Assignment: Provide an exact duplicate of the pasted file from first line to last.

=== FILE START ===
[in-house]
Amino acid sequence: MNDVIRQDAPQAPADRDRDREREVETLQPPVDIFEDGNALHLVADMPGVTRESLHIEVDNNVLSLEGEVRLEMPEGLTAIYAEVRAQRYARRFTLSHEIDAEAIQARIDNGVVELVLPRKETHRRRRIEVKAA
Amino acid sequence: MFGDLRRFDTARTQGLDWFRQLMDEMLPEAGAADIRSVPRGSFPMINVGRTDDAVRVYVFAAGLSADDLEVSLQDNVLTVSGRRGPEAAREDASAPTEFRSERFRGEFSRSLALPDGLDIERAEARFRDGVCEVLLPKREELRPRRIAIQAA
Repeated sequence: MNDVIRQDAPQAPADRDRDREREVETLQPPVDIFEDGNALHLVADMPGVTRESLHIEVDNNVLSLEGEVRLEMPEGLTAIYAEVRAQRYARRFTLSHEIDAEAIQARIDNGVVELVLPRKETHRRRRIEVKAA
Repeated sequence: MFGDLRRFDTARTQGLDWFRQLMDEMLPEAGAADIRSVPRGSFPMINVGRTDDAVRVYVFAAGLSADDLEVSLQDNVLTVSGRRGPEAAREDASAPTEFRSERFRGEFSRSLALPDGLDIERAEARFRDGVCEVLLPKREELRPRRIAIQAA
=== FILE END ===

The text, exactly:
[in-house]
Amino acid sequence: MNDVIRQDAPQAPADRDRDREREVETLQPPVDIFEDGNALHLVADMPGVTRESLHIEVDNNVLSLEGEVRLEMPEGLTAIYAEVRAQRYARRFTLSHEIDAEAIQARIDNGVVELVLPRKETHRRRRIEVKAA
Amino acid sequence: MFGDLRRFDTARTQGLDWFRQLMDEMLPEAGAADIRSVPRGSFPMINVGRTDDAVRVYVFAAGLSADDLEVSLQDNVLTVSGRRGPEAAREDASAPTEFRSERFRGEFSRSLALPDGLDIERAEARFRDGVCEVLLPKREELRPRRIAIQAA
Repeated sequence: MNDVIRQDAPQAPADRDRDREREVETLQPPVDIFEDGNALHLVADMPGVTRESLHIEVDNNVLSLEGEVRLEMPEGLTAIYAEVRAQRYARRFTLSHEIDAEAIQARIDNGVVELVLPRKETHRRRRIEVKAA
Repeated sequence: MFGDLRRFDTARTQGLDWFRQLMDEMLPEAGAADIRSVPRGSFPMINVGRTDDAVRVYVFAAGLSADDLEVSLQDNVLTVSGRRGPEAAREDASAPTEFRSERFRGEFSRSLALPDGLDIERAEARFRDGVCEVLLPKREELRPRRIAIQAA